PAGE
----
Yesterday was headlined by Resident Evil Village, as the second demo for the title released exclusively for PlayStation consoles for the brief period of eight hours, alongside us being given an hour-long gameplay video from Capcom that also detailed what we can expect in the Castle demo, as well as some places in between. With all of this content to chew through, I've condensed my thoughts of the 60 minutes with the horror title that I have been privy to, and aside from being truly haunting, this instalment into the beloved series seems to be going above and beyond.
Based in a settlement of Eastern European origin, Village sees Ethan Winters (the protagonist from Resident Evil 7: Biohazard) pulled back into the world of monsters and men. Following a pretty nasty encounter with Resident Evil alumni Chris Redfield, where Winters' daughter Rosa is kidnapped, leaving Winters no option but to head into the Village in the hopes of finding and retrieving her. Upon making it to this forsaken land, Winters discovers that all is not as it seems, as terrible beasts threaten the lives of the residents, who are now barely managing to survive.
Resident Evil Village seems to have a pretty expansive map that is set over plenty of impressive locations; such as the village itself or the foreboding Castle Dimitrescu, populated by a very tall and renowned woman and her daughters. Whilst not inherently open world, Village seems to offer more explorative options to other Resident Evil games, and even though the path Winters will follow is quite linear, you will be able to head off on a few alternative journeys here and there. As you work to find Rosa and unravel what has caused the surrounding area to become so hostile recently, Winters will have to travel through a lot of these locations evading all manners of savage monsters that are out to kill him. But, he is not entirely unequipped for the scenario, and through looting and exploration, Winters will be able to acquire new weapons and tools to be able to protect himself.
From shotguns and sniper rifles, to knives and pistols, Winters can fight back against the many vicious foes that call the village its home. There are a few enemy types that can be killed, the Lycans (sort of humanoid zombie werewolf things) will fill the bulk of this, but there are also a few other enemies that will prove to be more of a challenge, for example, Dimitrescu's daughters (creepy women who can transform into a swarm of insects). Then in typical Resident Evil fashion, there are the stalkers of which there seems to be a few to be concerned about. Lady Dimitrescu, the aforementioned woman, is probably the one you are most aware about, and yes, she will follow Winters around Castle Dimitrescu with the intention of cutting you into tiny pieces with her elongated claws. But, to make matters worse, there seems to be a few other notable foes, including a giant Lycan with a hammer and Dimitrescu's brother Heisenberg, who do seem to be perfect candidates for stalkers, especially since Dimitrescu herself doesn't seem to leave the castle.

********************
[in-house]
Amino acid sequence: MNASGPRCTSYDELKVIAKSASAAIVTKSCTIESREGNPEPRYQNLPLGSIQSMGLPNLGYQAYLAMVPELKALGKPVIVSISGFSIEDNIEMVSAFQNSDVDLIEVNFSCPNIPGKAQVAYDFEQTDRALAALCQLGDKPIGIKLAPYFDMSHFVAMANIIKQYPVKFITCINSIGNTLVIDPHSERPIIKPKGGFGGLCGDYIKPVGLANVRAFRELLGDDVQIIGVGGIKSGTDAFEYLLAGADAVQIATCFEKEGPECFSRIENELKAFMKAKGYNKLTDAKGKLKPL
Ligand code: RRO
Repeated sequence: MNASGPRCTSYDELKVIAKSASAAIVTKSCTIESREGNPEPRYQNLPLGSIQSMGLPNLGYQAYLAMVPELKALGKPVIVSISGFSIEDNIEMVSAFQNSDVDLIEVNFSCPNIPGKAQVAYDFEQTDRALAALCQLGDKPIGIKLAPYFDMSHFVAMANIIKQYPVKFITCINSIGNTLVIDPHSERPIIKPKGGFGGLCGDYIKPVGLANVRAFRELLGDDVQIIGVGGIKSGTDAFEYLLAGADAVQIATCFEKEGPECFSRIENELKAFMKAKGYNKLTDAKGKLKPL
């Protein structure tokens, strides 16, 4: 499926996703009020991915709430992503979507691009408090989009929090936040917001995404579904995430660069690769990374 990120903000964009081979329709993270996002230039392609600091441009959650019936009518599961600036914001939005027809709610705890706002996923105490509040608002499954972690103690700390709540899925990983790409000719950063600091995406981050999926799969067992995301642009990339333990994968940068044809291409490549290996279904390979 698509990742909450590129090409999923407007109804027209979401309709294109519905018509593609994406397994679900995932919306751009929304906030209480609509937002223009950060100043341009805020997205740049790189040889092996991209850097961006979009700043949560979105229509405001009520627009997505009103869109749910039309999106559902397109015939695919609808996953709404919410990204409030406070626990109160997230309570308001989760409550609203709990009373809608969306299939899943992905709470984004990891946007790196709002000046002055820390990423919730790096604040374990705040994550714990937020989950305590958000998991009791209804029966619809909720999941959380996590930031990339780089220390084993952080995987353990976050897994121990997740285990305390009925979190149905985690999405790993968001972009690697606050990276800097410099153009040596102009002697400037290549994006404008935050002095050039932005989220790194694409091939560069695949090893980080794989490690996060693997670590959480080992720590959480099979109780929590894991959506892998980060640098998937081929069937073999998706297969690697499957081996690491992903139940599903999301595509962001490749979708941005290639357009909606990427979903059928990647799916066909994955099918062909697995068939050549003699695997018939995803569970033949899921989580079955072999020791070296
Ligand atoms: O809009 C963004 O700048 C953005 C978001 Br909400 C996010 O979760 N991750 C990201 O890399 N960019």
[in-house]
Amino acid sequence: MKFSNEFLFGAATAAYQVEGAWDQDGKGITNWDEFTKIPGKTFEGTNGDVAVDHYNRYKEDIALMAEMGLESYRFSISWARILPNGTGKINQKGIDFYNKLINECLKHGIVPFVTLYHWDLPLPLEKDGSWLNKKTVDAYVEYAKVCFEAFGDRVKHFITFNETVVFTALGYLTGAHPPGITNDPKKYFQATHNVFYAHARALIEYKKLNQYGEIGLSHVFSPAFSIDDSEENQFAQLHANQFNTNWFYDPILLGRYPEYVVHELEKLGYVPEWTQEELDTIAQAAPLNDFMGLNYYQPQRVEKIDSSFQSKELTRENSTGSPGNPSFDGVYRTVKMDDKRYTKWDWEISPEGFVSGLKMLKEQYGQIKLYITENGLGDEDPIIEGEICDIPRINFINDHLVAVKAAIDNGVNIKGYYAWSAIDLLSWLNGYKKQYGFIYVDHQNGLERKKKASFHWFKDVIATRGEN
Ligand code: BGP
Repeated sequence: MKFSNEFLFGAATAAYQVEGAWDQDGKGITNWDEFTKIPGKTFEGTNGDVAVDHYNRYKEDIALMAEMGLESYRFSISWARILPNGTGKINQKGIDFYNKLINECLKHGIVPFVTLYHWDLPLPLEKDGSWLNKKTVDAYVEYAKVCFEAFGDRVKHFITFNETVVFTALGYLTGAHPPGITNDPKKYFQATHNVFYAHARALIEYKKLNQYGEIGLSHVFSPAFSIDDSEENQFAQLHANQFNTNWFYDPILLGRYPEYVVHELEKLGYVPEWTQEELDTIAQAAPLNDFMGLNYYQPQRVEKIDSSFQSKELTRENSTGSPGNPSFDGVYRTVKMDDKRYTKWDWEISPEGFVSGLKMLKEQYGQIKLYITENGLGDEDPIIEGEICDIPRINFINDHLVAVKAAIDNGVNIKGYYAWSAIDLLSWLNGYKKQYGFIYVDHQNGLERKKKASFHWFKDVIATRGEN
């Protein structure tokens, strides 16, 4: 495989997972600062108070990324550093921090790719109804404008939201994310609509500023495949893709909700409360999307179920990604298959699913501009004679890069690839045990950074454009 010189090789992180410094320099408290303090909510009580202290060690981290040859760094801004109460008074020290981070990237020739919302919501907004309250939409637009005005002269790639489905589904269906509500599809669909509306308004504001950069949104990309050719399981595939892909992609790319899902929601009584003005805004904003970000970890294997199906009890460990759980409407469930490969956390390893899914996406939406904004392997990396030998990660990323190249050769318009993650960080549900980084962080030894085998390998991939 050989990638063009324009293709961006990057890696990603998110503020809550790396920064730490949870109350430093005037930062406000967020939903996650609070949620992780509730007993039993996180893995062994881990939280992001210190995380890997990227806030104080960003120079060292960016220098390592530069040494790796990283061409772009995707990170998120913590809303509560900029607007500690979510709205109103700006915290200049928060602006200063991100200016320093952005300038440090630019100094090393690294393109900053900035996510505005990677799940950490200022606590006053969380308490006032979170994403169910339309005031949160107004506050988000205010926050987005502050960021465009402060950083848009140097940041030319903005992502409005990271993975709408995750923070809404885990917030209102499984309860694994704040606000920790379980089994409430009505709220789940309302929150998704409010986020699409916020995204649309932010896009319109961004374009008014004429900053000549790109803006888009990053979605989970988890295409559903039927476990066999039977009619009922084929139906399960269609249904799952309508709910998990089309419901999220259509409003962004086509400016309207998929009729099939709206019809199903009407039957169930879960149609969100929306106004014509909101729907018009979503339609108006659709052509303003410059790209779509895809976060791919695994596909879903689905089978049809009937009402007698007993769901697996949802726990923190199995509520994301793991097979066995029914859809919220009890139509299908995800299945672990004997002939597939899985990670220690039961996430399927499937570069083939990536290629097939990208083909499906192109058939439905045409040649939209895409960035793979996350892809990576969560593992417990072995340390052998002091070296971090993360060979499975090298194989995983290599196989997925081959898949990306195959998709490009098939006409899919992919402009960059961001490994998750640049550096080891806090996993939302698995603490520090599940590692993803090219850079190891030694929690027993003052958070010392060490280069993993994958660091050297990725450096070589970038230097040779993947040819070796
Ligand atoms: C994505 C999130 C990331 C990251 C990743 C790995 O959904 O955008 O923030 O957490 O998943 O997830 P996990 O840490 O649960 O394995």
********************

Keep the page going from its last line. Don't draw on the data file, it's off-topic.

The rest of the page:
The combat looks to be typical survival horror in the aspect that Winters can defend himself, but the best option is of course to run away. To encourage this, the option to move certain objects to block entryways has been added, although that doesn't mean that enemies won't look for alternative paths to get to Winters. Essentially, as usual, the best plan of action is to keep on your toes and to only fight when absolutely necessary, as ammunition isn't really plentiful.
To add some variation to the gameplay, Village also features a range of puzzles to solve to be able to open up new locations. This could be acquiring seals to be able to open a door (as is the case in the Village demo), or alternatively finding a bunch of masks and fitting them to the right statues. The point is, evading and fighting enemies is only part of what to expect in this survival horror title.
Resident Evil Village does also have crafting and a new inventory system (with inspiration taken from former Resident Evil games) that will allow you to manage what you can carry around on your journey. Crafting is as simple as acquiring the necessary materials from destroying lootable containers or finding things lying around the world, and mashing them together using a recipe. The revamped inventory system allows you to shift and tweak the placement of items in a Tetris-puzzle format, where space management is the key to be able to carry as many pieces of gear and loot as possible. Then there is the Duke's store. Throughout the game, you'll earn currency by looting and killing Lycans, which can then be spent at the Duke's store found at several different locations such as safe rooms. Here, you can buy medicine, ammo, and weapon upgrades, among other things, all of which will make it easier to survive the harsh world of Village.
From what I have seen and played, Resident Evil Village seems to not only feature an incredibly gripping and mysterious narrative, but it also looks fantastic and plays really well. My experiences with the title so far have all been with the PlayStation 5, but as it stands, the title feels tight and has some of the best visuals we've ever seen in a Resident Evil game - as is expected with the first one to be released on new-gen consoles. After watching this footage and playing the first demo, Resident Evil Village is still living up to the hype of one of the year's biggest games, and whether you are a fan of the survival horror genre or not, this is looking to be a game you shouldn't miss.